Qualcomm to add LTE in next gen mobile chip design
31 January 2011 | 0
Qualcomm later this year will start shipping test units of its next generation tablet and smartphone chip, which will be faster and more power efficient than existing chips and have a Long Term Evolution (LTE) modem.
The Snapdragon MSM8960 chip will be based on a new architecture designed to deliver five times better performance and use 75% less power than the architecture used in current Snapdragon chips, said Steve Mollenkopf, executive vice president at Qualcomm.
Tablets and smartphones will require faster processors, graphics and modems as demand for data over networks grows, Mollenkopf said. The new chip couples faster CPUs with multimode 3G/4G LTE modems.
The new chip will also improve graphics capabilities compared to its predecessors. One feature will include support for HDMI output to plug smartphones or tablets into TV sets to play games or watch high definition movies. “It delivers console-quality graphics for rich on-device gaming and high definition video,” Mollenkopf said.
The company will share more details about the new chip and architecture at the upcoming Mobile World Congress show in Barcelona, February 14 to 17.
Qualcomm officials said that 150 devices with Snapdragon chips are under development. Some notable products using Snapdragon include HTC’s upcoming Thunderbolt smartphone and the recently launched Windows Phone 7 smartphones from Dell, Samsung and LG.
The upcoming Snapdragon MSM8660 dual-core chip is also part of the design for 60 devices including tablets and smartphones. Products based on MSM8660 will “ramp” by the end of this quarter, Mollenkopf said.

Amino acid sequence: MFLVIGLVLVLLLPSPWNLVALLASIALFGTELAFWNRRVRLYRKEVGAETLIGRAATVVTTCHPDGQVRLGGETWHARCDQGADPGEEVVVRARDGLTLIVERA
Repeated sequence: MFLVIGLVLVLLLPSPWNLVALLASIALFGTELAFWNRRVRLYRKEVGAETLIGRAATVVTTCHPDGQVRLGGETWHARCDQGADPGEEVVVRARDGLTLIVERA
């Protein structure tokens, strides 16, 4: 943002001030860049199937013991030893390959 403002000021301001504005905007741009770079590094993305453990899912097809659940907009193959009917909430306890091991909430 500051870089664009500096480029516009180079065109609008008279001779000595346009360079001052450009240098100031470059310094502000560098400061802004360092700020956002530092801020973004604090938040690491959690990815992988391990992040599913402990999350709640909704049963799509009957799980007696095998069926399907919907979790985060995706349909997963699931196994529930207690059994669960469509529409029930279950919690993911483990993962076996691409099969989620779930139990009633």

Qualcomm competes with Texas Instruments and Nvidia, which have also announced dual-core chips for smartphones and tablets. But Nvidia has an early jump over competitors with its Tegra 2 chip, which is being used in tablets from companies including Motorola and Asustek Computer.
While Nvidia has an early start, Qualcomm’s integration of an LTE modem in the MSM8960 chip could be key in attracting new customers, Mollenkopf said. In theory having an integrated LTE modem is good, as it’s cheaper to offer everything on a single chip, said Jack Gold, principal analyst at J. Gold Associates.
Qualcomm owns chipset and modem businesses, so it can pull together resources to offer highly integrated chips at lower prices than Nvidia, which may have to purchase modems from third parties.
But Nvidia has had success with Tegra 2 because of its high quality graphics processor and CPU, Gold said. Qualcomm will have to continue improving the graphics and applications performance on Snapdragon.
“Having a good modem is a good strategy, but it’s not enough,” Gold said. “Two pieces of junk put together doesn’t make something golden.”